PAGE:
• Primarily: I think there is a great deal of evidence and information to suggest that the momentary cessation/path-fruition experiences discussed so often in Pragmatic Dharma circles and in some of 20th/21st century Theravada, are not indicative of the noble fruits of stream-entry or any other later attainment described in the Pali Suttas, nor in the Mahayana schools’ descriptions of the First Bhumi (or later Bhumis).

  • I think the irreversible elimination of the fetters and the arising of the Dharma Eye (insight into conditionality absent the self-view which obscures it) should be the primary criteria for determining Stream-Entry, if we are taking what Gotama Buddha and his community of bhikkhus & bhikkhunis said seriously.

  • I think people should not be ashamed at the possibility of only attaining “mere” stream-entry, as if that is some lowly attainment that you should feel bad about. Stream-Entry (first Bodhi/awakening) is incredibly rare amongst humanity overall (though certainly not rare amongst dedicated Dharma practitioners - in fact it is very attainable and within reach to anyone who practices earnestly). The suffering that remains for a stream-winner compared to that which they have given up, is likened by the Buddha to the dirt scraped up in his fingernail versus all the dirt that makes up the Earth.

  • I think that by considering this meaning of stream-entry, this might help some people on the path in evaluating where they are, and their capacity to eliminate fetters. For instance, if this strict interpretation of stream-entry (three fetters, thorough realization of selflessness and conditionality) is indeed correct, then it must be the prerequisite to actually permanently eliminating/uprooting the later fetters (sensual desire, ill-will…etc), since the first three fetters must be uprooted first by necessity before the latter ones can be uprooted: “First, Susima, comes knowledge of the stability of the Dhamma [conditionality and selflessness], afterwards knowledge of Nibbana.” SN 12.70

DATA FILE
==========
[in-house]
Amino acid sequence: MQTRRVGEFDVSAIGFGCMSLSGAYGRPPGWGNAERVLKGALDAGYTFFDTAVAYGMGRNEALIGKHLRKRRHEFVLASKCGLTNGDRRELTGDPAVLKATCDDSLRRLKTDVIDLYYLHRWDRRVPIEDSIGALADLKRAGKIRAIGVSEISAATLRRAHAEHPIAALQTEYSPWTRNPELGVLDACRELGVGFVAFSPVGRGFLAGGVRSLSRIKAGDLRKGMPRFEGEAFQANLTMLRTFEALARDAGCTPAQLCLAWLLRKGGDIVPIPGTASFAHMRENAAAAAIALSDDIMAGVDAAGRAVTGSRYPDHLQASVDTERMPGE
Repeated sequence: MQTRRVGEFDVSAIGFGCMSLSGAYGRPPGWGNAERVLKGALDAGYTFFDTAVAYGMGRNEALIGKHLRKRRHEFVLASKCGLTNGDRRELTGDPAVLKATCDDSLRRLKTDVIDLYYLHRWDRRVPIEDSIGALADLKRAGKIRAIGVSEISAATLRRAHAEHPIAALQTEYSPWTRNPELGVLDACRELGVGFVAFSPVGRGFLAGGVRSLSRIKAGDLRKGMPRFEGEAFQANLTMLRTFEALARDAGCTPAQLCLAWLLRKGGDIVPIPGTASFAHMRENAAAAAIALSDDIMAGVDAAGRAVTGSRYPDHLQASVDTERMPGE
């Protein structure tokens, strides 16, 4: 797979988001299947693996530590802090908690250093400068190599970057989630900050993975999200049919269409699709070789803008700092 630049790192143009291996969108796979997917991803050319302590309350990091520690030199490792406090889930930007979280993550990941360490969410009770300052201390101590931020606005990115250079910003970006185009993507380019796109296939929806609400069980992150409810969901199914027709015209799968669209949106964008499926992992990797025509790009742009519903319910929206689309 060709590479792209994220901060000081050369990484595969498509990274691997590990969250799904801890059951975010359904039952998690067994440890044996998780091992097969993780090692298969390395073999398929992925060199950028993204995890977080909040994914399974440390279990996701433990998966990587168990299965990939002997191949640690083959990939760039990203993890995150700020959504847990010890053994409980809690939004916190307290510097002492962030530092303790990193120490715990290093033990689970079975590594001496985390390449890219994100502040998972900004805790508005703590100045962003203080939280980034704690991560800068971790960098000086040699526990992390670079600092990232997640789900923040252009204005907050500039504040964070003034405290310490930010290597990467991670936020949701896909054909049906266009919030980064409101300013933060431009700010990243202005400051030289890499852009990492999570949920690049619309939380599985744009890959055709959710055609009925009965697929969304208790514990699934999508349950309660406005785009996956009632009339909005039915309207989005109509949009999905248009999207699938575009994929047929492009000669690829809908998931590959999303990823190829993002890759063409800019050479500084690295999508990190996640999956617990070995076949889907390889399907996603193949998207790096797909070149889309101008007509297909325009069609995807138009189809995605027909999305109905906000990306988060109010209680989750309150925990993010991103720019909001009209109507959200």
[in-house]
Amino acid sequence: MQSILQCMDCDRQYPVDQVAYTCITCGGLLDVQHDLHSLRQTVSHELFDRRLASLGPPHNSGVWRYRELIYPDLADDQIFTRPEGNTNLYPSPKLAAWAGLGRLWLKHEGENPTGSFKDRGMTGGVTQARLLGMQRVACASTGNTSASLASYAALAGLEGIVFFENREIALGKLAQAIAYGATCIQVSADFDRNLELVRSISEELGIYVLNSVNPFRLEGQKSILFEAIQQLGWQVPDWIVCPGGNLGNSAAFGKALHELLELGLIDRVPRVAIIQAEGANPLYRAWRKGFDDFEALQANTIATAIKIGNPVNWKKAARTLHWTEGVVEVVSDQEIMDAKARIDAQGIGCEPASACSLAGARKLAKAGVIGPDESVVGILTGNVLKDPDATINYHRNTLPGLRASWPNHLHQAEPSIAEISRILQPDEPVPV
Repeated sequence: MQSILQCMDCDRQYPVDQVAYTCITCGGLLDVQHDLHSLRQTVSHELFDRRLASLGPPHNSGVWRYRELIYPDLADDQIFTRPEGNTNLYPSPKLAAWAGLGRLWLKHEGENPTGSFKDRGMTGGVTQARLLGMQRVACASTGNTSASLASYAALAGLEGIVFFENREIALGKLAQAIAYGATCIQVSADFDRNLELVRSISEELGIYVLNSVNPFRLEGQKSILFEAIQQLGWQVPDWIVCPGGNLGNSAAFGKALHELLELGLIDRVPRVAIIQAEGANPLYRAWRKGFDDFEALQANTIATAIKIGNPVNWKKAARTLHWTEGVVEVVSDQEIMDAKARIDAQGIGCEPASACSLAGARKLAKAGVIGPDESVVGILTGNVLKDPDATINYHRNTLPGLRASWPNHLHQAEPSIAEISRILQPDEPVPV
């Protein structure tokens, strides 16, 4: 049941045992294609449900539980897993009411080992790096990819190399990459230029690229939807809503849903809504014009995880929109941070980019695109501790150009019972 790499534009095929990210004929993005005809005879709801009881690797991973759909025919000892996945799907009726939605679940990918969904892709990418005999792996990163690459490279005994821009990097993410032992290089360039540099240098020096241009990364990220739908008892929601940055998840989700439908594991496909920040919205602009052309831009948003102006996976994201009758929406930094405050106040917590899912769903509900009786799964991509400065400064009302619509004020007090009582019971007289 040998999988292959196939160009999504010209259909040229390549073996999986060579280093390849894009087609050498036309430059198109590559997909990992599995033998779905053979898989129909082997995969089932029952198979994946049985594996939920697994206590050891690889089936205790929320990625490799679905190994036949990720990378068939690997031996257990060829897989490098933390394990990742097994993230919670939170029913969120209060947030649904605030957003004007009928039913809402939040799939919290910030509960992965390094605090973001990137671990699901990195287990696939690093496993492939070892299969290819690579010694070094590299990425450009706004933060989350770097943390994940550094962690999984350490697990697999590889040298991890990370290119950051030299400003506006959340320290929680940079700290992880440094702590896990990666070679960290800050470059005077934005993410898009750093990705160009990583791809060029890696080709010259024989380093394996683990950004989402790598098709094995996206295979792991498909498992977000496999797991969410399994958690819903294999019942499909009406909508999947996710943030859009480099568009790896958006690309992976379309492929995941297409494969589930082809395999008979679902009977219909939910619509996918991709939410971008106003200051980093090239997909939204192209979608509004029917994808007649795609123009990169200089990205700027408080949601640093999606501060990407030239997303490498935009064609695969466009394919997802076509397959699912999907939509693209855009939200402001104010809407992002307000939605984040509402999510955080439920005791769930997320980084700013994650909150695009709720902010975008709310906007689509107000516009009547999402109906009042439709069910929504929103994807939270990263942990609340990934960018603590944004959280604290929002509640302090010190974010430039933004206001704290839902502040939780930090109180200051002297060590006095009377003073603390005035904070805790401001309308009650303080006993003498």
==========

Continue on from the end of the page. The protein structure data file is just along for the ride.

• I think that the perspective that “Cessation experiences = path attainments” have caused an unfortunate amount of frustrations to the point of even neurotic repression in practitioners who end up feeling guilt and frustration, or just general confusion at the fact that they still experience things like anger and sense desires, despite being told (often by senior practitioners in positions of authority) that they have attained something (for example, Second or Third path supposedly marked by a cessation experience) which is supposed to literally render such experiences impossible.

  • Identifying Anatta realization as ‘Canonical Stream-Entry’ - an attainment without connotations or criteria of emotional/behavioural perfection, IMO takes some of the cognitive dissonance load off that comes with calling oneself an Arahant (and the inherent antagonization & level of incompatibility it produces with the entire non-Pragmatic Dharma/DhO Buddhist world), and IMO better makes room for the further integration/human development which naturally continues after such a realization, rather than suggesting that it is the final unimprovable peak of human spiritual potential.

  • I think that the Bahiya sutta-type realization often described in the Pragmatic Dharma community as “MCTB 4th Path” is in fact more akin to Stream-Entry as described in the Suttas and to First Bhumi as described in the Mahayana traditions, rather than Arahantship, which (going by the classical definition of the word) it obviously does not align with at all. For those who have been long familiar with the Pragmatic Dharma community, you will know that this is not a new suggestion at all, but regardless, I think it is worth putting forth, especially today. I see no reason to think that this realization is equivalent to Arahantship, and that to think so would require an incredibly massive stretch in reinterpreting the fetter model, to the point where the model is practically meaningless.


Thanks a lot, Venerable. What a great advice!

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When I saw the title appear few days ago I had high hopes for a quality discussion of practice, experiences and term definitions. Not suprisingly it quickly turned to bashing and name calling.
How is that an improvement on what happened at the relevant thread on the Dharma Overground forum? Can’t we really do any better here? :frowning:


Thanks @tuvok, I was thinking the very same thing.